In the mid-fifties, my father-in-law, Harry Rich, a floor-covering retailer, made a pact with George Jenkins, the founder and CEO of Publix. The men decided to join forces to oppose a nascent trend in the retail industry: remaining open for business on Sunday. Their reason was simple; they believed their employees deserved to spend more time with their families, and they were happy to forgo profits for principle.
They even used this moral stand as a selling point to customers.Their advertising was often boldly emblazoned with “Closed on Sunday.” Each man fought this uphill battle for several years, to the detriment of their companies' bottom lines. To these men, ethics and values were valuable forms of currency, too.
Fast forward to the present day. The decisions coming out of Lakeland stand in stark contrast to those of the past. Over the last three years, Publix has given $670,000 to a Florida gubernatorial candidate who has aggressively pushed to increase the number of guns on college campuses and believes open-carry of firearms in public places is a fantastic idea. In fact, by his own admission, he is a “proud NRA sellout.”
Publix is predictably claiming it is merely supporting a “hometown” candidate and not the NRA as an entity. The two are one and the same when the candidate’s stances on guns are examined.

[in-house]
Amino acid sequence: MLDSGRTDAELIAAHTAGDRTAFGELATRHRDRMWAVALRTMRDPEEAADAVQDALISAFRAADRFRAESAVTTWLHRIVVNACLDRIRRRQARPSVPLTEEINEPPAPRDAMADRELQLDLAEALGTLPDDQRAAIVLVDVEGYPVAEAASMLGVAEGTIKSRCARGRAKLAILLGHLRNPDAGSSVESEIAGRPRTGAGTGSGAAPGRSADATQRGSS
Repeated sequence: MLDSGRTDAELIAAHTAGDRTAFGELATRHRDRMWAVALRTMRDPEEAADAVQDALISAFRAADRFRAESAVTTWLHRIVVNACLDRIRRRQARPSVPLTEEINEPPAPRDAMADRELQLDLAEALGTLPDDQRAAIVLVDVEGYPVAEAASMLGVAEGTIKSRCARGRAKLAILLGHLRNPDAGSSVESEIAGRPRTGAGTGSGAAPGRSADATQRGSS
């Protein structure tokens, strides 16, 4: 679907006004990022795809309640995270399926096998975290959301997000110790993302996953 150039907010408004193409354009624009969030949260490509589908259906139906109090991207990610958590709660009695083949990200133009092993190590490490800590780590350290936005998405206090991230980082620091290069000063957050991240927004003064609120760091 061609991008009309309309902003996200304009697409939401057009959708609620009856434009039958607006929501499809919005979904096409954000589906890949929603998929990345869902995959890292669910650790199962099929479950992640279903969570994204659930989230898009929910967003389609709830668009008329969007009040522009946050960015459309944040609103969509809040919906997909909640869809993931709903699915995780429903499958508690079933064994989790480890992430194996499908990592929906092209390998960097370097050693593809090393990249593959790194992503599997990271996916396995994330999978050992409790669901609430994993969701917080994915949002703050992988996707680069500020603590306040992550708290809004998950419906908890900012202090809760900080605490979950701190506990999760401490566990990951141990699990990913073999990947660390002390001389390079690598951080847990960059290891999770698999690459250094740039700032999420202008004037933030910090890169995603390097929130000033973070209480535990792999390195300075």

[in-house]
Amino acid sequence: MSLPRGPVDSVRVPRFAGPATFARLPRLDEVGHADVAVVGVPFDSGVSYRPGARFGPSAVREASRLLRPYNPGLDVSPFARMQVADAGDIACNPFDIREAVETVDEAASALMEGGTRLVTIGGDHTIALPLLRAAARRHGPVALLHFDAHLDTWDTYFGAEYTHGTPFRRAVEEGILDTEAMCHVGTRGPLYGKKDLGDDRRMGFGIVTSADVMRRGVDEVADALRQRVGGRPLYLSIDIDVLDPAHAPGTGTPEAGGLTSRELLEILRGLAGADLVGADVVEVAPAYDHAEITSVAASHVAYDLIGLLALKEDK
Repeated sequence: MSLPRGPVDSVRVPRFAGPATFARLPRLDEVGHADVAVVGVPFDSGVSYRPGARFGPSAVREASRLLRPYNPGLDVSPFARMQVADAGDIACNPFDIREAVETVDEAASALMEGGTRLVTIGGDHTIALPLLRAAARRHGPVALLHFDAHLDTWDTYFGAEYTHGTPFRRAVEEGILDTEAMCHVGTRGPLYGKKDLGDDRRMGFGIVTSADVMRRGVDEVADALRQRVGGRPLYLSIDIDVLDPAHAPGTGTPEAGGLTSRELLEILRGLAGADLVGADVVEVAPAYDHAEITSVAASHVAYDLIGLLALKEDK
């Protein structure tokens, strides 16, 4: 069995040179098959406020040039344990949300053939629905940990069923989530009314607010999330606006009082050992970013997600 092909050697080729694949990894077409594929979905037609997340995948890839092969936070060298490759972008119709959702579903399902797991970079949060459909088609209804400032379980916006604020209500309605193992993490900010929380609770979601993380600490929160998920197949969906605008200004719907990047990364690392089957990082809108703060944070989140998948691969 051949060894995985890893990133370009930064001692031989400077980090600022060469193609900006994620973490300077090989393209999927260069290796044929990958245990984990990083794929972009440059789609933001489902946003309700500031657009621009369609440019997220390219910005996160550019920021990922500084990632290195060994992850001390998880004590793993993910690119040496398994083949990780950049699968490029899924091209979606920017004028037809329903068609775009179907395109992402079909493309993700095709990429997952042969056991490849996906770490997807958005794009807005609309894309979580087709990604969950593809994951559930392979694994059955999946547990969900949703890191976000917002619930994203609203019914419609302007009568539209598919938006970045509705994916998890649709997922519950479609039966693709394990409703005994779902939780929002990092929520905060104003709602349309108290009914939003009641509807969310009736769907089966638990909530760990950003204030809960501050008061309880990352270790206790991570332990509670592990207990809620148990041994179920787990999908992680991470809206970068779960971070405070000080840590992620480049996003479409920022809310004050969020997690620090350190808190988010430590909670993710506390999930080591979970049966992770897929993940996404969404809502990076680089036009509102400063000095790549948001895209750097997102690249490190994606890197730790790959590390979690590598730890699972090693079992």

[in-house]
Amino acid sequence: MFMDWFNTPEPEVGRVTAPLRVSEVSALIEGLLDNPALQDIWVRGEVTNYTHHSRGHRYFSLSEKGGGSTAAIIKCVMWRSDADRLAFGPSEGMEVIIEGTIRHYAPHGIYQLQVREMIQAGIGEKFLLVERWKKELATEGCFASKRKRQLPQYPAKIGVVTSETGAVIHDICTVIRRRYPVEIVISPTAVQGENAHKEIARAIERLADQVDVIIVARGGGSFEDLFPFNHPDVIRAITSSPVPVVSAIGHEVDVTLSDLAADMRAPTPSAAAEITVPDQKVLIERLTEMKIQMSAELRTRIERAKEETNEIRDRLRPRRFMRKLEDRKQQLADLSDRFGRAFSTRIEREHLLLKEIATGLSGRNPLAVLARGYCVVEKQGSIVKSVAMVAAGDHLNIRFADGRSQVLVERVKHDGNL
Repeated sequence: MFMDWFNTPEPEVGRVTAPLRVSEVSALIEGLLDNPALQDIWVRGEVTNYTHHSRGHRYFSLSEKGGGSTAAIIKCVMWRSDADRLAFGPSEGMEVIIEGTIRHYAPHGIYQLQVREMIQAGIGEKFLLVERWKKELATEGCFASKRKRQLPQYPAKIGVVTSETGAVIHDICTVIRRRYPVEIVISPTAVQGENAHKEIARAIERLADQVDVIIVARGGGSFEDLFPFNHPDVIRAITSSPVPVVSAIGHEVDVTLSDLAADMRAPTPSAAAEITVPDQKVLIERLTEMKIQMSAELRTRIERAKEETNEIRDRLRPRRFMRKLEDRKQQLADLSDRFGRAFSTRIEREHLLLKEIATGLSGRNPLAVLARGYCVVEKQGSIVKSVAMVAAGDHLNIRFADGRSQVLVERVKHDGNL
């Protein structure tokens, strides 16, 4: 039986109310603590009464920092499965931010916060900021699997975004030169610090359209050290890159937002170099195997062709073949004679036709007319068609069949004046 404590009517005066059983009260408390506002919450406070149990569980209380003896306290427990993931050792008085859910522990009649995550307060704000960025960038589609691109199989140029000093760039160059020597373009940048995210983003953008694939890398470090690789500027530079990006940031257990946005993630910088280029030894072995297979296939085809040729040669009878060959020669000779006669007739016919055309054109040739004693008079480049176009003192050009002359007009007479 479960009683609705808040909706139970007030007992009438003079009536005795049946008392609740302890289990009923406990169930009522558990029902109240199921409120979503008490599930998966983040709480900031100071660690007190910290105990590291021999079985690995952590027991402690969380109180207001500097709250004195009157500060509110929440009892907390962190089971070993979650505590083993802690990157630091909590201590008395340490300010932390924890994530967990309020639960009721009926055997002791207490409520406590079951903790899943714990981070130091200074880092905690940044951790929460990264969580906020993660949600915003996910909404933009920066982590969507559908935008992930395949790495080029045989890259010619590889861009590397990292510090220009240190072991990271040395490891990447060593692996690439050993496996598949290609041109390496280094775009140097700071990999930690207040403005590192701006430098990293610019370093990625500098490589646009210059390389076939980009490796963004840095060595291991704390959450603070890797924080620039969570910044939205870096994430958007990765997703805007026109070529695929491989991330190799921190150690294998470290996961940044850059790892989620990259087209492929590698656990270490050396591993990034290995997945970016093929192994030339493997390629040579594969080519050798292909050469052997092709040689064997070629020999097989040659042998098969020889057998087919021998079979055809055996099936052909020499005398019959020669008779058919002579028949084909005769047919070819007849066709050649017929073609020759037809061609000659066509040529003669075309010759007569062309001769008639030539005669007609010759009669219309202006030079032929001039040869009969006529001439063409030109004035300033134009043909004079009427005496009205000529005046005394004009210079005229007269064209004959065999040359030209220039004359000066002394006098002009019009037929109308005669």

Good corporate governance involves balancing the interests of a company's shareholders with those of the larger community it seeks to serve. By eagerly backing a candidate who gleefully supports the agenda of the NRA, this balance comes into question.
The practices by which a corporation is directed and controlled must play a part in our decision, as customers, to patronize it. I’ve been a loyal Publix shopper for over 50 years, but they’ve turned a blind eye to the threat gun violence poses to our children, families, and communities. I can no longer shop at an establishment that purports to be a responsible community steward, while at the same time advancing the agenda of the NRA.
As Americans, we are lucky enough to be able to cast votes with both our pens and our wallets. Going forward, I plan to use the power of my purse to show Publix my disapproval of their political contributions.
Considering the loss of life our country suffers daily from gun violence, staunch opposition to even the most reasonable of gun restrictions is plainly a bad ethical practice. Publix may learn the hard way that it’s also a bad business practice.
In response to protests by consumers, students, and employees, Publix has already announced a suspension of political contributions. I hope this is the first step in reevaluating their contribution policies.
Publix should look at the example set by the courageous students at Marjory Stoneman Douglas High School who understand that we need sensible gun laws and responsible adults in office to enact them.
Nan Rich is a Broward County Commissioner. She served as a Democratic member of the Florida Senate from 2004 to 2012. She was Senate minority leader from 2010 to 2012, until she was term-limited in 2012.